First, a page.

DETROIT -- Automakers can count on robust vehicle sales in 2016, but will be challenged to produce the right mix of cars and trucks as consumers gravitate to larger and roomier vehicles, Toyota executives said today.
No so long ago, trucks and SUVs made up less than half of the U.S. market. But low gas prices and the emergence of crossovers has sparked a dramatic shift, and last month 60 percent of the new vehicles Americans purchased were classified as light trucks.
Automakers will have to adjust their production plans and manufacturing capacity in order to prosper amid the rapid swing to trucks, said Bob Carter, senior vice president of Toyota's U.S. auto operations.
"Now it's who can meet consumer needs the quickest," Carter told Automotive News in an interview today. "The [manufacturer] who can fill that needs is probably going to win."
November provided a snapshot of what manufacturers are facing. Overall sales rose 1.2 percent to 1.32 million vehicles.
But car sales actually declined 9 percent, and many strong-selling nameplates suffered setbacks. Sales of the Chevrolet Cruze fell 30 percent while the Ford Focus was down 25 percent and the Ford Mustang dropped 17 percent.
At the same time, sales of trucks, ranging from small crossovers to SUVs to full-size pick ups, rose 9.4 percent. In the emerging segment for subcompact crossovers -- that includes the Buick Encore and Subaru XV Crosstrek, both classified as light trucks -- volume surged 137 percent. Sales of mid-size pick up trucks climbed 17 percent.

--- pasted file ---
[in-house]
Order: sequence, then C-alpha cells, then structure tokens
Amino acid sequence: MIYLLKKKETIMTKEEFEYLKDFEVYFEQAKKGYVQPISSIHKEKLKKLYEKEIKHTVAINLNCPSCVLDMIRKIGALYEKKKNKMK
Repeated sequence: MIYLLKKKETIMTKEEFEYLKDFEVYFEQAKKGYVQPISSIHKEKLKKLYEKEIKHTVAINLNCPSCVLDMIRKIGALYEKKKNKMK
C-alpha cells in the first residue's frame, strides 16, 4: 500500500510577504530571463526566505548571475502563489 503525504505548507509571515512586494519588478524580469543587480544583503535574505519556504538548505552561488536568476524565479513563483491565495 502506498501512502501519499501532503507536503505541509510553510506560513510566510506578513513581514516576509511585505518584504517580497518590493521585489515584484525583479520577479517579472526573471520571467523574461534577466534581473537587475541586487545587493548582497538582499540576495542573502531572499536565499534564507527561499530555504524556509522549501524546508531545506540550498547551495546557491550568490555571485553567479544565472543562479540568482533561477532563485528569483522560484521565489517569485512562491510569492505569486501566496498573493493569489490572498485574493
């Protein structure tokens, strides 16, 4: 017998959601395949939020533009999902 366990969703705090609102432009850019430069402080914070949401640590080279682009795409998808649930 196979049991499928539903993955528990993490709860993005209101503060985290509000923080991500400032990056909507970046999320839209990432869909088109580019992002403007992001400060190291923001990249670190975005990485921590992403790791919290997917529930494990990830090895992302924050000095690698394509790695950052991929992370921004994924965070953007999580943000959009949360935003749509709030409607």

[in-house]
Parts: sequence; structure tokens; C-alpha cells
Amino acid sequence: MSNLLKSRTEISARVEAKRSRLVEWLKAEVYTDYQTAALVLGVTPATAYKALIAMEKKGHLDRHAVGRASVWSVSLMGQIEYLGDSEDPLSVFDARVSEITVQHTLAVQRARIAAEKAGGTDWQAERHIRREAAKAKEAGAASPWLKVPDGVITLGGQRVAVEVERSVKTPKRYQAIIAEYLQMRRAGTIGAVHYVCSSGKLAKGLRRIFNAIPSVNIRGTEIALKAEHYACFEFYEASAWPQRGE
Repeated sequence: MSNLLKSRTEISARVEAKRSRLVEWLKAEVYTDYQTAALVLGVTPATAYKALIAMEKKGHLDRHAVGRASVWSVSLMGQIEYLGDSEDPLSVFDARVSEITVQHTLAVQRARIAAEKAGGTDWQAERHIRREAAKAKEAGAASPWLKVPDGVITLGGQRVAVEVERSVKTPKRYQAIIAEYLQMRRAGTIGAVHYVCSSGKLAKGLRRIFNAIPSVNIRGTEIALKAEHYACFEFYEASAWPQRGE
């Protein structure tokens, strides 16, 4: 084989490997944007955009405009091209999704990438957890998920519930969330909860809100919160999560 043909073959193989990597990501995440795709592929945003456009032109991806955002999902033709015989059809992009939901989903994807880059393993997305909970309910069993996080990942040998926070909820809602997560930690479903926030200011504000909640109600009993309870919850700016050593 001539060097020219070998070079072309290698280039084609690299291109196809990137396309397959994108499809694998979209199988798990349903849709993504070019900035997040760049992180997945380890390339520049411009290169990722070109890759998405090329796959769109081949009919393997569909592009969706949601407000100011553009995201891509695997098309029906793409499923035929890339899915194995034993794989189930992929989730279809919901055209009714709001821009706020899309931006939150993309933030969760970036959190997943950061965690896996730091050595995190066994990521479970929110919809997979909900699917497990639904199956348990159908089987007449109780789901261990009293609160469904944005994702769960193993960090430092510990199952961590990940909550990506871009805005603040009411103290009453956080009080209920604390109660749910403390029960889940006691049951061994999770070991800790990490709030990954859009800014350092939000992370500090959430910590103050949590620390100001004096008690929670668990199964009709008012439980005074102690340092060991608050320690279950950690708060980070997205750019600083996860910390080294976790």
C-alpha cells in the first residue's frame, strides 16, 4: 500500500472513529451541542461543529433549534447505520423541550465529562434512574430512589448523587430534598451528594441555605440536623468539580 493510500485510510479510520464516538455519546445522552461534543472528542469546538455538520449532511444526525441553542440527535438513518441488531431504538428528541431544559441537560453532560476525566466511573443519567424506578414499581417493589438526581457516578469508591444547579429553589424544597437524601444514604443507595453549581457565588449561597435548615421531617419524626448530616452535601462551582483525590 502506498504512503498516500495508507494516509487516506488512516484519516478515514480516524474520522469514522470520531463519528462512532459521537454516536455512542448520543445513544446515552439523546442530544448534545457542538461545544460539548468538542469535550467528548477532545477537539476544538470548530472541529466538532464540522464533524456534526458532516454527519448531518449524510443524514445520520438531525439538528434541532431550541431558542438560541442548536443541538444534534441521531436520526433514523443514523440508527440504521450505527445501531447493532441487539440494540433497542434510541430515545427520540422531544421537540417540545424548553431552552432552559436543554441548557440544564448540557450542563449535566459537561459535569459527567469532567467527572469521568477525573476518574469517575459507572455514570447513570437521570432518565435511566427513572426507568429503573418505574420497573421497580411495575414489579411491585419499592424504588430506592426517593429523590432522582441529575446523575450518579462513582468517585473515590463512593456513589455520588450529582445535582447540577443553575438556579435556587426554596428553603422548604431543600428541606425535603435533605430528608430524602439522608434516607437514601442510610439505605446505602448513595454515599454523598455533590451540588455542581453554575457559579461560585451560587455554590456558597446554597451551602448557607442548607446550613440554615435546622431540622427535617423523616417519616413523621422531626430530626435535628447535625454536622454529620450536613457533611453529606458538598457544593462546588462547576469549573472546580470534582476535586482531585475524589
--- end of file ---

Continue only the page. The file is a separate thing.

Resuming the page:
"We are selling all the trucks we can build," said Bill Fay, head of sales for the Toyota brand. "The swing to trucks has made everybody look at their production plans to line up production to what customers want."
Industrywide sales this year are poised to overtake the current annual record of 17.4 million, set in 2000.
RAV4 vs. Camry
Meanwhile, Carter predicted that the RAV4 will outsell the Camry sedan within the next five years as millennials, the children of the baby boomers, embrace small SUVs as the new family car.
“I’ll bet you lunch that will happen,” Carter told journalists at a luncheon today. “Many of these under-35-year-old buyers, who are entering the market in a big way right now, grew up in SUVs.”
To meet growing demand for RAV4, Toyota has begun importing some from Japan to supplement those it builds in Canada, Carter said. Toyota is adding a second plant of RAV4 capacity in Canada, which will give it the ability to produce more than 400,000 a year in North America, he said.
Toyota redesigned the RAV4 for 2016, adding hybrid and sport versions and offering more all-wheel-drive options.
RAV4 sales soared 30 percent last month and are up 16 percent this year to 283,546 models through November. Camry sales rose 7.3 percent last month, but are down 1.2 percent for the year to 392,056 models.
Bloomberg contributed to this report.